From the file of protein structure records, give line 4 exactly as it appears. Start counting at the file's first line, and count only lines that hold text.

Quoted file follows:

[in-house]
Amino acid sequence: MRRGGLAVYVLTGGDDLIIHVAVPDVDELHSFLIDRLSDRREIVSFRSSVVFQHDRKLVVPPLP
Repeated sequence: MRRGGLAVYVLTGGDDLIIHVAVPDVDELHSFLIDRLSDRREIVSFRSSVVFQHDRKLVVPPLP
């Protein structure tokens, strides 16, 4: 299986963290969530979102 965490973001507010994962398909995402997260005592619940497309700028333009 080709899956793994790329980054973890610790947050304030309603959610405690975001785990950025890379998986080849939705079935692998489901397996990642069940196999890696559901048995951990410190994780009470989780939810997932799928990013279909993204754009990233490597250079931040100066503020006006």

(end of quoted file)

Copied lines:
């Protein structure tokens, strides 16, 4: 299986963290969530979102 965490973001507010994962398909995402997260005592619940497309700028333009 080709899956793994790329980054973890610790947050304030309603959610405690975001785990950025890379998986080849939705079935692998489901397996990642069940196999890696559901048995951990410190994780009470989780939810997932799928990013279909993204754009990233490597250079931040100066503020006006």